The Wildlife Conservation Research Unit

The planet’s human population increases by more than 200,000 people every day. This exerts ever more severe and intensifying pressure on finite natural resources throughout the world. The resulting environmental degradation, biodiversity loss and climate change destroys nature and impacts human well-being. The mission of the Wildlife Conservation Research Unit (WildCRU) is to achieve practical solutions to conservation problems through original scientific research. Our research is used worldwide to advise environmental policy-makers. The need for our efforts is greater than ever.

Part of the University of Oxford’s Department of Zoology, WildCRU is a pioneering, inter-disciplinary research unit in a world-class academic centre. We underpin solutions to conservation problems through primary scientific research of the highest calibre. Our approach is empirical, interdisciplinary and collaborative, seeking to include all four elements of our “Conservation Quartet” research to understand and address the problem; education to explain it; community involvement to ensure participation and acceptance; and implementation of long-term solutions.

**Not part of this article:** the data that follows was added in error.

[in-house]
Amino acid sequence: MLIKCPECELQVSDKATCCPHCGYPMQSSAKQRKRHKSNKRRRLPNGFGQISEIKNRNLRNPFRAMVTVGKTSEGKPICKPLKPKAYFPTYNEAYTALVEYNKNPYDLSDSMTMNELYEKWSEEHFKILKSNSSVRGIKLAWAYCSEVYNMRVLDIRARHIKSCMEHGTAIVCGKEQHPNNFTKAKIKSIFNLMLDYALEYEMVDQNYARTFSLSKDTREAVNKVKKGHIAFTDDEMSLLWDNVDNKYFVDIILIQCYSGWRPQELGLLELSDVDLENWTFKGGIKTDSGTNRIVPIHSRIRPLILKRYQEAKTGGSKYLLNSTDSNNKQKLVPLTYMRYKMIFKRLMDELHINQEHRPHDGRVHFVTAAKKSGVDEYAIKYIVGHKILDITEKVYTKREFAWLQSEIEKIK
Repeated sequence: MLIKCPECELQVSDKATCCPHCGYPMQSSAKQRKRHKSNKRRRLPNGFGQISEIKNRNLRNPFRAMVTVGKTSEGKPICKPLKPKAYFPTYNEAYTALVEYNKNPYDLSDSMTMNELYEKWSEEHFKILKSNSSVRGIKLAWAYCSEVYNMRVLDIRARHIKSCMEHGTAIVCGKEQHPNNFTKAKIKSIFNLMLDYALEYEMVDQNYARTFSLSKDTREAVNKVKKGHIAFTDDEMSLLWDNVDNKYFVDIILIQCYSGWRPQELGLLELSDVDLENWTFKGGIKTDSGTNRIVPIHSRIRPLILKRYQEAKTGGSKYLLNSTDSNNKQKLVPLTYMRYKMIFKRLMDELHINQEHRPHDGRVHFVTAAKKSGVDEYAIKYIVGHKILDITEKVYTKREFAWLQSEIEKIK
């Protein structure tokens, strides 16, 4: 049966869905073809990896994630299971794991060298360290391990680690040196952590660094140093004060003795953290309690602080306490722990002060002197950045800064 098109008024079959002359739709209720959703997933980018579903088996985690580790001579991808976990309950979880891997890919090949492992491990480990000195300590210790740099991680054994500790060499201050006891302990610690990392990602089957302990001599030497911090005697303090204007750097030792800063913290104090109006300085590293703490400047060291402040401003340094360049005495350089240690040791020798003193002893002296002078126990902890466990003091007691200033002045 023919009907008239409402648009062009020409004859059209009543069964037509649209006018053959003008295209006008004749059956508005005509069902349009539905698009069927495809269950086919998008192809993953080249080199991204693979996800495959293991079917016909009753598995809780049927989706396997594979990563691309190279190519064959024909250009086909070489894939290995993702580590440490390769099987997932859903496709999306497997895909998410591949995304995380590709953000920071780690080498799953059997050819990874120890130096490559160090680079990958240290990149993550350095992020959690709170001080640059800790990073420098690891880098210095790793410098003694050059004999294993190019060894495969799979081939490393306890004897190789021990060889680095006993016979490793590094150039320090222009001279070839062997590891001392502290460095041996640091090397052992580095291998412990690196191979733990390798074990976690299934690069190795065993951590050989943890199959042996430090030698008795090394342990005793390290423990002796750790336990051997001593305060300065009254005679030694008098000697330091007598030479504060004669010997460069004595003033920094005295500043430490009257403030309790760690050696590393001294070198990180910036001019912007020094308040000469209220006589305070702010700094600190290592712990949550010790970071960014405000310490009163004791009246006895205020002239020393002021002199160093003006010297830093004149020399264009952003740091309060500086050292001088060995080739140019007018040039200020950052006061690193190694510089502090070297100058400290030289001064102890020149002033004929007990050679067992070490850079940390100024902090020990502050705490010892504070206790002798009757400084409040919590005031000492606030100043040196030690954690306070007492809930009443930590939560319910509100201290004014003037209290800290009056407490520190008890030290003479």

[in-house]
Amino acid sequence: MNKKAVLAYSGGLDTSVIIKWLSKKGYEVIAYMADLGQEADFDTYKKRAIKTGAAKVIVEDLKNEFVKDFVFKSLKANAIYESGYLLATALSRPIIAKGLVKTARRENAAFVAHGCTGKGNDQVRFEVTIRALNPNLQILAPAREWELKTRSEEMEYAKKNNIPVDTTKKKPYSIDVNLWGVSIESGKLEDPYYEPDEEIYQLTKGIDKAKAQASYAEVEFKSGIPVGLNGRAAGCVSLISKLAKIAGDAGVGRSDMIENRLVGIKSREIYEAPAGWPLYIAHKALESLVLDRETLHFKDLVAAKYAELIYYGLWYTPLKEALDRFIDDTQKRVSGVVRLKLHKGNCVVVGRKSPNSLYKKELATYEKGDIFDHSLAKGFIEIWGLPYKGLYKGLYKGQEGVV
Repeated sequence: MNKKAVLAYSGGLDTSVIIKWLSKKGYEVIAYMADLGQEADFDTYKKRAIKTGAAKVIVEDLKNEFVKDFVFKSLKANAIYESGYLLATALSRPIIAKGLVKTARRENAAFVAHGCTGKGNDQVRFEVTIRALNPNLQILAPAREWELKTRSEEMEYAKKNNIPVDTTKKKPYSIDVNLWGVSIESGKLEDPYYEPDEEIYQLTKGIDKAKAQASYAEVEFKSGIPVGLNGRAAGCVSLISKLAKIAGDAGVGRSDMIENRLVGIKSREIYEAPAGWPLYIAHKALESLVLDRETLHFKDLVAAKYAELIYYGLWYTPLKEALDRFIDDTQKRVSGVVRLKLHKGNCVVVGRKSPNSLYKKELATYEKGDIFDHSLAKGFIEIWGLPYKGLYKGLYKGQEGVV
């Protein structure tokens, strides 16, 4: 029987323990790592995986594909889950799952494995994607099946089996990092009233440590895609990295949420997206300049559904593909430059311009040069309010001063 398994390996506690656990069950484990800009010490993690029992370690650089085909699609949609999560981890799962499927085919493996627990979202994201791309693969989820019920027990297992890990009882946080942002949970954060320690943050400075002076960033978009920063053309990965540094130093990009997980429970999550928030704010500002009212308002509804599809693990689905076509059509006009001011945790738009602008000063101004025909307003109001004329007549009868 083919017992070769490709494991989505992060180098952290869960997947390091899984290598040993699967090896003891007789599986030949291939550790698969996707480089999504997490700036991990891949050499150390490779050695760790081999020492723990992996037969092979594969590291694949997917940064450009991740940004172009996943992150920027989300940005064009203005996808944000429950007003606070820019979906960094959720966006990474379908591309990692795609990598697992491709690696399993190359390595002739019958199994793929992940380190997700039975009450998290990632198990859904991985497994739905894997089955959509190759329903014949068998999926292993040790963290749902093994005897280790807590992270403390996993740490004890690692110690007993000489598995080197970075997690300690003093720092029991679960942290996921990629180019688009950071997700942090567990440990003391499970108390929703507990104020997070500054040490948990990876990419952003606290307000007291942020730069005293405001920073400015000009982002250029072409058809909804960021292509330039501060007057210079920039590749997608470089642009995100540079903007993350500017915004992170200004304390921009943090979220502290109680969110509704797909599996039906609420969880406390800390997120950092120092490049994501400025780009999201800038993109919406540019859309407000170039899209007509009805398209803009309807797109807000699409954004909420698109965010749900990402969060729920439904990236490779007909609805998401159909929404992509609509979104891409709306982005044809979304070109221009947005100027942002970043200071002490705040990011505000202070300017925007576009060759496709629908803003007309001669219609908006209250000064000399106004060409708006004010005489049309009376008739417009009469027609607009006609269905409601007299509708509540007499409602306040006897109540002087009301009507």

Video narrated by Prof David Macdonald. Created by, and used with the kind permission of United for Wildlife:


New light flashed on the little known endangered cats of Sumatra’s dark forests: a camera trapping study of clouded leopards and golden cats.

September 20, 2018

Studying invisible animals takes time but turns out to be worth it, reflects David Macdonald as WildCRU and collaborators publish the findings of a remarkable study of Sunda ... Read full story

WildCRU Conservation Geopolitics Forum

September 18, 2018

3 WEEKS LEFT TO SUBMIT PAPER / POSTER ABSTRACTS 19th - 22nd March 2019, Oxford, UK Wildlife is threatened by challenges that are global in scale. These challenges are influenced ... Read full story

Training at WildCRU: Gems from the cutting room floor

September 12, 2018

In September, David Macdonald was nominated for the Award for Conservation Excellence (ACE) and the organisers commissioned a 4-minute film to promote his nomination (you can see that ... Read full story

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